INDIANAPOLIS - Antonio Tarver had been honest about his first matchup with Eric Harding.
Simply put, Tarver said this week, he hadn't trained all that hard for their initial bout, when he lost a unanimous decision in June 2000.
Tarver made sure that wasn't a problem Saturday.
After doing little in the first three rounds, Tarver (20-1, 17 KOs) knocked Harding (21-2-1) senseless in the fourth round - sending him to the canvas once - and then knocked him out in the fifth round after referee Bill Paige stopped the fight 43 seconds into the round in the undercard feature on HBO.
Tarver, whose devastating left cross basically caused both fifth-round knock-downs, becomes the mandatory challenger for lightweight champion Roy Jones Jr.
In other undercard matches:
A FAMILY BUSINESS: A father trains his son, and within the next few years, the business relationship comes to an end. The son moves on to bigger fights and better trainers. The father becomes the spectator.
It happens all the time in boxing circles.
But Shane Mosley and his father, Jack, are different.
Jack has been in Shane's corner since the beginning of the younger Mosley's career. And he's endured for Shane's entire nine-year professional career.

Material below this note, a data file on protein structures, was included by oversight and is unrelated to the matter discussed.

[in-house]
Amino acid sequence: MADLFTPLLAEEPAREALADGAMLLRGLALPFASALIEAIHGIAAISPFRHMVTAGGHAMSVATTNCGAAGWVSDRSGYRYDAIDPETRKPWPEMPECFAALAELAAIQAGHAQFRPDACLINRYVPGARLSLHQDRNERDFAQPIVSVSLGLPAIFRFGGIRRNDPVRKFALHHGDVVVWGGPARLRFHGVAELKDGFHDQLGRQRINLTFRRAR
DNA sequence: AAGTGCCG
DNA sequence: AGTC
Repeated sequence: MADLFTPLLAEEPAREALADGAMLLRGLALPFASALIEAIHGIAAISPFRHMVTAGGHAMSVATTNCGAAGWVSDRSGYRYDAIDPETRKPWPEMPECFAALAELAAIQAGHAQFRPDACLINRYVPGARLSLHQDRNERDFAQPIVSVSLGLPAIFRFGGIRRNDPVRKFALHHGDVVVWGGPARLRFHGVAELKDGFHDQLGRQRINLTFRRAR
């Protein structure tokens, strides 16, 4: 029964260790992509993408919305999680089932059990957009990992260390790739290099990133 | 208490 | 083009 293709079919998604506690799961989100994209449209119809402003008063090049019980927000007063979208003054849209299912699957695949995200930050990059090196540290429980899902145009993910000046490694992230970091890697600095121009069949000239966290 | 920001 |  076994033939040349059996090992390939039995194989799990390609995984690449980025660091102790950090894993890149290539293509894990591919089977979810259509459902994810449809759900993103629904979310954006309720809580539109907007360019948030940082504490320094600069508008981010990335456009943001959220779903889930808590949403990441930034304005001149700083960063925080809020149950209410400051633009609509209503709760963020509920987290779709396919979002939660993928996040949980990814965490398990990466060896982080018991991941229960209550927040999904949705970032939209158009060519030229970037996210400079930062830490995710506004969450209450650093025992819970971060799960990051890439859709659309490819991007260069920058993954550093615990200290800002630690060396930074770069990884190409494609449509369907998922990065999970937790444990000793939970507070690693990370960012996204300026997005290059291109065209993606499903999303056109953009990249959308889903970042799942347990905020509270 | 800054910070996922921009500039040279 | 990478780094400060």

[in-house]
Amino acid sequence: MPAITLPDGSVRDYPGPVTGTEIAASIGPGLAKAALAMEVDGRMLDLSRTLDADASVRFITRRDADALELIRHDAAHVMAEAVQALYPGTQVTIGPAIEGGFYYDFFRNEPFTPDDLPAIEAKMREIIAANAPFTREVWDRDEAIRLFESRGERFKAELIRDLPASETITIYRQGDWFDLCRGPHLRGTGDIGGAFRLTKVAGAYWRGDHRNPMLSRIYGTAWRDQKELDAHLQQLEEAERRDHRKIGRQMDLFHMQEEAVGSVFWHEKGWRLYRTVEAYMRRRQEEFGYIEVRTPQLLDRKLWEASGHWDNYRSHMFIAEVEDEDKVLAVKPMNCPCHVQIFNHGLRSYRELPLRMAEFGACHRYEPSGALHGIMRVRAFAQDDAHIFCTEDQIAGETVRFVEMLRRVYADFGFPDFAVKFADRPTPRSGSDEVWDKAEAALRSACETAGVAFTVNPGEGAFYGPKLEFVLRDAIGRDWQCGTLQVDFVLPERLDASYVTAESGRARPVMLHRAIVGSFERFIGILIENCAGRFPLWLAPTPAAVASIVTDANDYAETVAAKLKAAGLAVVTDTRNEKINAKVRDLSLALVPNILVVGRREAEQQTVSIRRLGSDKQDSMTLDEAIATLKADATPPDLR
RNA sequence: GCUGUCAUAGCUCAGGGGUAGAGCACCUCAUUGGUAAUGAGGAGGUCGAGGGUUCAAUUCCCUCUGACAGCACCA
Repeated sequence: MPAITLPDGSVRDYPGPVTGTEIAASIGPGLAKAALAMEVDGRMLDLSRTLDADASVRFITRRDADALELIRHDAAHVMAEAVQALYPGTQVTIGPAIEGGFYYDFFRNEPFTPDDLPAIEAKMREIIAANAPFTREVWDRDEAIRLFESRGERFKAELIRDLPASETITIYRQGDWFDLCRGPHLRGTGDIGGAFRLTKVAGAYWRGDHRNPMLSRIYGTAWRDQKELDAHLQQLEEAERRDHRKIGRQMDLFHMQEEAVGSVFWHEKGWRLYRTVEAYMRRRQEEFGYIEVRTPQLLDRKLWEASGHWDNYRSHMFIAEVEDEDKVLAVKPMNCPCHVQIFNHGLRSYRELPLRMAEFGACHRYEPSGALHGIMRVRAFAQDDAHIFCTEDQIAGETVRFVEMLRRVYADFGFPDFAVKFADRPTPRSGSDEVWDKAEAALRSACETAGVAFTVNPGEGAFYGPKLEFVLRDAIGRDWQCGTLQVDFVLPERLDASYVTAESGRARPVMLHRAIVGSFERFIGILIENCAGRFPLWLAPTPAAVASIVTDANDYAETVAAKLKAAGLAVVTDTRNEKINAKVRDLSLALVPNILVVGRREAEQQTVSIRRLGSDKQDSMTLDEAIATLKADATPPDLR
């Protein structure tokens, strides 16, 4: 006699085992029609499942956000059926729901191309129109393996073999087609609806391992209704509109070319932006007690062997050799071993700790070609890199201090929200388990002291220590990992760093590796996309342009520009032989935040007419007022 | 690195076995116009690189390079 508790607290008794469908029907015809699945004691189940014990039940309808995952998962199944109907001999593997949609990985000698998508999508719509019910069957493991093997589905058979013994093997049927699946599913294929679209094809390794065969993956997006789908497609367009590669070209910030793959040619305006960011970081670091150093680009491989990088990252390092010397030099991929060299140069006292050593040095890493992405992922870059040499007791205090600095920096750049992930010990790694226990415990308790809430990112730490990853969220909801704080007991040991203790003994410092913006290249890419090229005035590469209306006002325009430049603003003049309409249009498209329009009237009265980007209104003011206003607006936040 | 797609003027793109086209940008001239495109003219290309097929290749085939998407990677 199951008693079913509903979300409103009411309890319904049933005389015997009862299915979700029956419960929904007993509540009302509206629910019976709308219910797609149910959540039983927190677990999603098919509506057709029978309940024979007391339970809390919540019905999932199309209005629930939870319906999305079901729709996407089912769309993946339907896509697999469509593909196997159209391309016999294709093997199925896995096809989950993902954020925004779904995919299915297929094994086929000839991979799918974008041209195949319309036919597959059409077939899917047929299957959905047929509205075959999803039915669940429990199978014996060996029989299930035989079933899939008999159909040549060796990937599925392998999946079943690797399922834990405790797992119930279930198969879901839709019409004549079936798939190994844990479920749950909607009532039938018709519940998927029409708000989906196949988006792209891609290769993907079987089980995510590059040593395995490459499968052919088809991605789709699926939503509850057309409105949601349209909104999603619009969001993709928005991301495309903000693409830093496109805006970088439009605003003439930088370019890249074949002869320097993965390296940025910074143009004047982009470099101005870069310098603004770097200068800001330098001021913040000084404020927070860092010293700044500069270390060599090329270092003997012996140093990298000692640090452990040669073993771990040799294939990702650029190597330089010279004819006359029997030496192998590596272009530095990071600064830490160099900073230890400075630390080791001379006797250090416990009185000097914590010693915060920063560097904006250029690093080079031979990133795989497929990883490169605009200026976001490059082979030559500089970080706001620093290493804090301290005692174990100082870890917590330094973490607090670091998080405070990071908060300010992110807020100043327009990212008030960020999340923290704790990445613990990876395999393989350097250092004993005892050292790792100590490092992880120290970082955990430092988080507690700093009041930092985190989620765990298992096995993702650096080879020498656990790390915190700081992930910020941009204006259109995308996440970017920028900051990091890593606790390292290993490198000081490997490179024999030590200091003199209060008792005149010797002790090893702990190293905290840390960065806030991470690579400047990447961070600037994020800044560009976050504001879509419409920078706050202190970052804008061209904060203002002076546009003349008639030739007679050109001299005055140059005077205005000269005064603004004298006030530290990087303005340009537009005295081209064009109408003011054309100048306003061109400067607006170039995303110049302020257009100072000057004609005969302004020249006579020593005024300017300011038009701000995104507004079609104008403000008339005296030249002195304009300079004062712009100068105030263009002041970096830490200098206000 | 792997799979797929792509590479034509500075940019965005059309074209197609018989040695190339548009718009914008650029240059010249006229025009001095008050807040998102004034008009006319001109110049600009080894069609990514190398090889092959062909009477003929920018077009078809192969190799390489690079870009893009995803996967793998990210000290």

To Shane, that's not unusual.
"Boxing brings that father-son bond together," Shane said this week. "A lot of people say it's not good for a father to train his son, but I think it's a plus."
LAST-SECOND CONTROVERSY: The Mosley and Forrest camps didn't see much of each other Friday, but the time the two sides spent together wasn't particularly pleasant.
After the two fighters successfully weighed in, they and their camps stood on the podium of the Indiana Convention Center trying on the boxing gloves they were to use for Saturday's fight.
Once Shane was finished, Jack took the gloves and left the building.
That, however, is illegal, and Forrest co-trainer Al Mitchell made sure everyone within earshot knew about it.
But Mitchell claimed he wasn't upset; he just wanted to make sure that particular set of gloves was disqualified.
"There's no penalty for that," Mitchell said. "All we asked of them was for them to change their gloves. We're not mad."
Reach Josh Katzowitz at (706) 823-3216 or email@example.com